A MICROFINANCE nongoverment organization (NGO) should only pay a 2 percent tax on gross receipts from operations related to servicing the poor and low-income individuals, according to the Bureau of Internal Revenue (BIR).
This is according to BIR’s newly issued regulation on tax provisions for Republic Act (RA) 10693 or The Microfinance NGOs Act, which was signed into law in 2015 to pursue poverty eradication by encouraging poor Filipino families to be entrepreneurs to meet their minimum basic needs and gain income security.
The law encourages non-government microfinance institutions to work with the government in community development and improving the socioeconomic welfare of the poor and other marginalized sectors through inclusive and pro-poor financial and credit policies and mechanisms such as microfinance and allied services.
According to the BIR, a registered and accredited microfinance NGO must pay a 2 percent tax—in lieu of all national taxes —based on gross receipts from microfinance operations.
The preferential tax rate covers only NGOs that operate as microfinance for the poor and low-income individuals, in line with the main goal of RA 10693 to alleviate poverty, the bureau said.
“Provided, further, that the Certificate of Accreditation issued by the Microfinance NGO Regulatory Council or the Certificate of No Derogatory Information issued by the Securities and Exchange Commission, as the case may be, shall be an essential requirement for granting the 2 percent preferential tax treatment of Microfinance NGOs,” it added.
The preferential tax rate based on gross receipts should only refer to lending activities and insurance commissions integral to the qualified lending activities of the Microfinance NGO.
All other incomes not generated from lending activities and insurance commissions are subject to all applicable taxes, including royalties; interest income from loans other than those extended to qualified borrowers under RA No. 10693; commission fees and other charges on electronic payment system such as mobile or any innovative digital platforms or channels; commission fees and other charges on money transfers and other related remittance services; and interest income from any currency bank deposit, yield or any other monetary benefit from deposit substitutes, trust funds and similar arrangements, including a depository bank under the expanded foreign currency deposit system.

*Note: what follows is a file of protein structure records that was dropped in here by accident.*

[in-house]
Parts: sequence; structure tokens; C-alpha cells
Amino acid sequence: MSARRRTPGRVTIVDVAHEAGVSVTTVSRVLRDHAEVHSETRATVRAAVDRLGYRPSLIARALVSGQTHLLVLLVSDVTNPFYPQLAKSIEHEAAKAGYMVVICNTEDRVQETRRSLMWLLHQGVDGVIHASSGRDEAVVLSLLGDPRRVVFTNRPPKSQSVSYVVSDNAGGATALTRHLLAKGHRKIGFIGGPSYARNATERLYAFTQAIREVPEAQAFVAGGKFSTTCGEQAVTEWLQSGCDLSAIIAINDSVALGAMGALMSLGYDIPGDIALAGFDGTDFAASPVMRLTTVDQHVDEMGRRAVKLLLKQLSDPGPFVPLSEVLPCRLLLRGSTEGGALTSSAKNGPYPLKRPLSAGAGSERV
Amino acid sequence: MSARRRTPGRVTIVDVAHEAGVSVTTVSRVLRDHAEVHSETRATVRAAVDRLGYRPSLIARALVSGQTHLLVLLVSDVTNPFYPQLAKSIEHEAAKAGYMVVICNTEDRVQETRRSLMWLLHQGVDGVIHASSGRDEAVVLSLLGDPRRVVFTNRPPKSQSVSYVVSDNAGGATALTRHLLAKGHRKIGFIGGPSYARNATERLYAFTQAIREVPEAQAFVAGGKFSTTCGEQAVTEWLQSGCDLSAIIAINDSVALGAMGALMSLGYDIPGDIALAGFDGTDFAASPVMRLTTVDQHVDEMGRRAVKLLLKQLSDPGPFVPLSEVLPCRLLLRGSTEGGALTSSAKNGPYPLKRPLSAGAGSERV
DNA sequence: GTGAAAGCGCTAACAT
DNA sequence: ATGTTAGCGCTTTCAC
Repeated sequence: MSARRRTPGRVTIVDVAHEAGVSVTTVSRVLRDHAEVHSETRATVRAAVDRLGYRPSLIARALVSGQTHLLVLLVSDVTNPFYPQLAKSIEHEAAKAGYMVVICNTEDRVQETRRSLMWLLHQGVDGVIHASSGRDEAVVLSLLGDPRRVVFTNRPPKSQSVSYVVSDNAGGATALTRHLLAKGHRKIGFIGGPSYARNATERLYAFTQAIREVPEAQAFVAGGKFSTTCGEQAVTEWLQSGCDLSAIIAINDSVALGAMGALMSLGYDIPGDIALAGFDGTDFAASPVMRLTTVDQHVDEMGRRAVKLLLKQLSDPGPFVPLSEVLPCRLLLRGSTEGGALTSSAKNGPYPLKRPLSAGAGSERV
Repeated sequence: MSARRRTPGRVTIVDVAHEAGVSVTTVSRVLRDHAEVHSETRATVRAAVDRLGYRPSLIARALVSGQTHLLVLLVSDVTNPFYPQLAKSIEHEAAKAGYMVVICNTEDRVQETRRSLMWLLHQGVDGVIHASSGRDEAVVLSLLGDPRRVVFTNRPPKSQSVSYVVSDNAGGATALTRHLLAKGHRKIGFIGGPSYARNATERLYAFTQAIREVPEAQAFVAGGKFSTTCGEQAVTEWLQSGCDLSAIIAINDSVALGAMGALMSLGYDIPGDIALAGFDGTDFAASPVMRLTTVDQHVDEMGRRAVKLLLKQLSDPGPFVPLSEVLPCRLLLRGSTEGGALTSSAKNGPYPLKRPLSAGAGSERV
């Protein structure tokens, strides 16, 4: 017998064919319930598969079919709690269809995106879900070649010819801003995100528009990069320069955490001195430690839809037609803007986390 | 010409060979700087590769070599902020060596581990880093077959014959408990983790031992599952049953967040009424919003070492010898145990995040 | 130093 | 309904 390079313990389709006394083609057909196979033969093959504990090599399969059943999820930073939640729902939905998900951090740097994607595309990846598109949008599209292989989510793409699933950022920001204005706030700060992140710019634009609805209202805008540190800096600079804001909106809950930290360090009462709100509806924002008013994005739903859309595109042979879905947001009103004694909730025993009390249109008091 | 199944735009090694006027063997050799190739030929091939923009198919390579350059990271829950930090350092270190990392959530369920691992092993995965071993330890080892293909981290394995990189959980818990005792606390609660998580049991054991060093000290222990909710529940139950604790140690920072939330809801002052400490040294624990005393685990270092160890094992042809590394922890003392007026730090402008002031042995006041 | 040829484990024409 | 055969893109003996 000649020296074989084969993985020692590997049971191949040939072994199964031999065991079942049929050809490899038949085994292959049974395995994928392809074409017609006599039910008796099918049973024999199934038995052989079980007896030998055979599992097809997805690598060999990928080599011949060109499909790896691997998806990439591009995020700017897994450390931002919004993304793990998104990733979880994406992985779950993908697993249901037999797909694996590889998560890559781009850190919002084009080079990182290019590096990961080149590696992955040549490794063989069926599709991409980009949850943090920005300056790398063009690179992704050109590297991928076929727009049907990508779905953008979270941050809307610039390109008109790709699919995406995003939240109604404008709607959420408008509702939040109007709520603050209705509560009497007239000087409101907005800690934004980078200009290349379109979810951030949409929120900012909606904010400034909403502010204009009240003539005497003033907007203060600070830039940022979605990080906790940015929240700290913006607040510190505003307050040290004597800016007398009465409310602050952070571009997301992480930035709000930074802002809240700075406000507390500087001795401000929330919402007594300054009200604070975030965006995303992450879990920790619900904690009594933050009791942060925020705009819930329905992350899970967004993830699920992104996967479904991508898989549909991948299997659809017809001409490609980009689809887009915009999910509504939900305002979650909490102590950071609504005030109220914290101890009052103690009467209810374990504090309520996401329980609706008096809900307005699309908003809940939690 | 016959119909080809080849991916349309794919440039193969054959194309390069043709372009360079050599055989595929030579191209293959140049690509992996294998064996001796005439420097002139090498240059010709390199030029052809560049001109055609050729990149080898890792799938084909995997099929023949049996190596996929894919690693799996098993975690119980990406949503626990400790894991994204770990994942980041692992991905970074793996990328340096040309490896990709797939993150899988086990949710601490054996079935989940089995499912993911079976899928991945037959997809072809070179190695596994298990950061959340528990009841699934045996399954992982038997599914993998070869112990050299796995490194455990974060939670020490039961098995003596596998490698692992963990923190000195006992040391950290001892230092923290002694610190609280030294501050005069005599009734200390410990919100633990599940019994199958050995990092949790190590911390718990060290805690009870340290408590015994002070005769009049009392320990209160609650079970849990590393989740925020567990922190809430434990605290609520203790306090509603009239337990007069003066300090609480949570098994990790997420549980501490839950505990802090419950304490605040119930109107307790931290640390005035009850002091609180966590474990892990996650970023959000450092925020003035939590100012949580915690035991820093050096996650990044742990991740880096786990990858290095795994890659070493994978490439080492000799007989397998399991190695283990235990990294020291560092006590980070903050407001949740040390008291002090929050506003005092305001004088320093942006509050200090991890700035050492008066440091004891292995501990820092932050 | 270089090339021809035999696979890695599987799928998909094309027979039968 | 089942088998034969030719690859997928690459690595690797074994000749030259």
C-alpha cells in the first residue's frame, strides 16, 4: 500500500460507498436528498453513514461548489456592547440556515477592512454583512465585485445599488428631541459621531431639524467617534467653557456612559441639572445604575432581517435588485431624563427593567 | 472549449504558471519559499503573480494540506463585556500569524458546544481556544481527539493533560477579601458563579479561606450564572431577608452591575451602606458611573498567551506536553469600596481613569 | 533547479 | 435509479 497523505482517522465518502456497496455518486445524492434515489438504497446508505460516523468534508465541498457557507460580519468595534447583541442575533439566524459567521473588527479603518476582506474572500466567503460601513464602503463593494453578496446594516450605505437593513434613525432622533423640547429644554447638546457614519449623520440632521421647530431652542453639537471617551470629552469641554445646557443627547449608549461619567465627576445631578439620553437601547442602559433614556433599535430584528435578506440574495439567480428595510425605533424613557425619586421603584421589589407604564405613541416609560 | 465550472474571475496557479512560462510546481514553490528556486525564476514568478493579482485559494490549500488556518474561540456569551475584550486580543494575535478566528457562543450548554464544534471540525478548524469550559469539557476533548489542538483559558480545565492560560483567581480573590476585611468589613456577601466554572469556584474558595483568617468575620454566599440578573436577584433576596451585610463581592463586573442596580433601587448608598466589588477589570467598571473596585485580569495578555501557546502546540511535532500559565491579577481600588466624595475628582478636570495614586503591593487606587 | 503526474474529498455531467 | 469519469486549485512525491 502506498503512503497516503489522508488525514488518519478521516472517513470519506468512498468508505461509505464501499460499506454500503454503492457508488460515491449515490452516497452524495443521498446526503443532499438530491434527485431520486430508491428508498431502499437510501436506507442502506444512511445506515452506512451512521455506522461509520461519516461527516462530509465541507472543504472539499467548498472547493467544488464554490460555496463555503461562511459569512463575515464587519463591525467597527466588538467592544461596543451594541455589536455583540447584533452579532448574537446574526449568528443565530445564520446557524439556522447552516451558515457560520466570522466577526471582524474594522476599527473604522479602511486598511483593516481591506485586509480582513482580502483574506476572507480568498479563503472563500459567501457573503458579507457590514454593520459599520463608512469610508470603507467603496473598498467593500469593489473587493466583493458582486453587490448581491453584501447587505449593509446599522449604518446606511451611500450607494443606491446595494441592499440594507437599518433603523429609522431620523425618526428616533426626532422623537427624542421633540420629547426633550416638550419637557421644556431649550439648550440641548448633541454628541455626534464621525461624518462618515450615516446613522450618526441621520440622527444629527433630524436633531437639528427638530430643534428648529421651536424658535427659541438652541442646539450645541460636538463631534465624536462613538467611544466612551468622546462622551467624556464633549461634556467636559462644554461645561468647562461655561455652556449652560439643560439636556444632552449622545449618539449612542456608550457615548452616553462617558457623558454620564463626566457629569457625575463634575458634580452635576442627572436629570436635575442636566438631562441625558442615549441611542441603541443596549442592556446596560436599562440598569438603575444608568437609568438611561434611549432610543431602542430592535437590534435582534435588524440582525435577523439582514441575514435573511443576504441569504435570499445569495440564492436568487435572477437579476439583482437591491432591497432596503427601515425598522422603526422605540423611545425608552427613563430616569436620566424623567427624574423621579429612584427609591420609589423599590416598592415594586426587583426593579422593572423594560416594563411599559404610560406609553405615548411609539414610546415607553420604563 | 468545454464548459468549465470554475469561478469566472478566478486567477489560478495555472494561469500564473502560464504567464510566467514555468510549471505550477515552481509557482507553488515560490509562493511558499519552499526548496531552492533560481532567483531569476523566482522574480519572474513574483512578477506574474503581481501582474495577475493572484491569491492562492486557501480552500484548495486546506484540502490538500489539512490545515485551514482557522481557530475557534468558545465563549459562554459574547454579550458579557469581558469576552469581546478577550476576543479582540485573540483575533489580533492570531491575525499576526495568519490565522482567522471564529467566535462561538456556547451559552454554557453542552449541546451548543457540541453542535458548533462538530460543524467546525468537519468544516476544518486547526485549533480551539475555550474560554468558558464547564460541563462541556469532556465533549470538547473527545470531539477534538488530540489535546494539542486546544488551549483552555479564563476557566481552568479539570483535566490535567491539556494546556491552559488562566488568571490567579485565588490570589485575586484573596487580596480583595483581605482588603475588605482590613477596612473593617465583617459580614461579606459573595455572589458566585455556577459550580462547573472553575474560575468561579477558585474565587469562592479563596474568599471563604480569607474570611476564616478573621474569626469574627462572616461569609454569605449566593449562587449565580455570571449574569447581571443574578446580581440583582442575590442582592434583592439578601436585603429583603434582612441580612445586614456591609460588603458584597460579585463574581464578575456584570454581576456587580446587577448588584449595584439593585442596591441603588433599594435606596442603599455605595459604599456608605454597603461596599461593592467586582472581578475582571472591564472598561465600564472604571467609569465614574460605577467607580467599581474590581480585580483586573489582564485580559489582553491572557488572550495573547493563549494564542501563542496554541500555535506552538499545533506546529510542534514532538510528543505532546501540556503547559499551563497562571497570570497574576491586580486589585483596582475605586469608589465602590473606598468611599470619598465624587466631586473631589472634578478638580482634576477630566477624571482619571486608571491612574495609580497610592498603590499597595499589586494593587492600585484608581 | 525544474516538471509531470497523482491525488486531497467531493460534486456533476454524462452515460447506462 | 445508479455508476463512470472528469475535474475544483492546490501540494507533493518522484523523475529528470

Also disqualified from the preferential tax rate are prizes and other winnings; cash and property dividends; capital gains from the sale or dispositions of real property; capital gains tax on the sale, barter, exchange or other disposition of shares of stock in a domestic corporation; stock transaction tax on the sale, barter, or exchange of shares of stock listed and traded on the local stock exchange; and all other forms of income not related to microfinance operations catering to the poor and low-income individuals.
“The availment of the benefits under RA 10693 by Microfinance NGOs for their microfinance operations shall be evaluated in conjunction with their other lines of business in order to determine the appropriate tax treatment of revenues derived from those other activities,” the BIR said.
Microfinance NGOs are constituted as a withholding agent for the government if acting as employer and any of their employees are receiving compensation income subject to withholding tax, or if they make payments to individuals or corporations subject to withholding taxes at source as required under the Tax Code of 1997, the bureau noted.
The books and other pertinent records of microfinance NGOs are subject to periodic examination by revenue enforcement officers to ascertain their tax liability, if any, under the Tax Code and compliance with the conditions under which they have been given tax incentives and.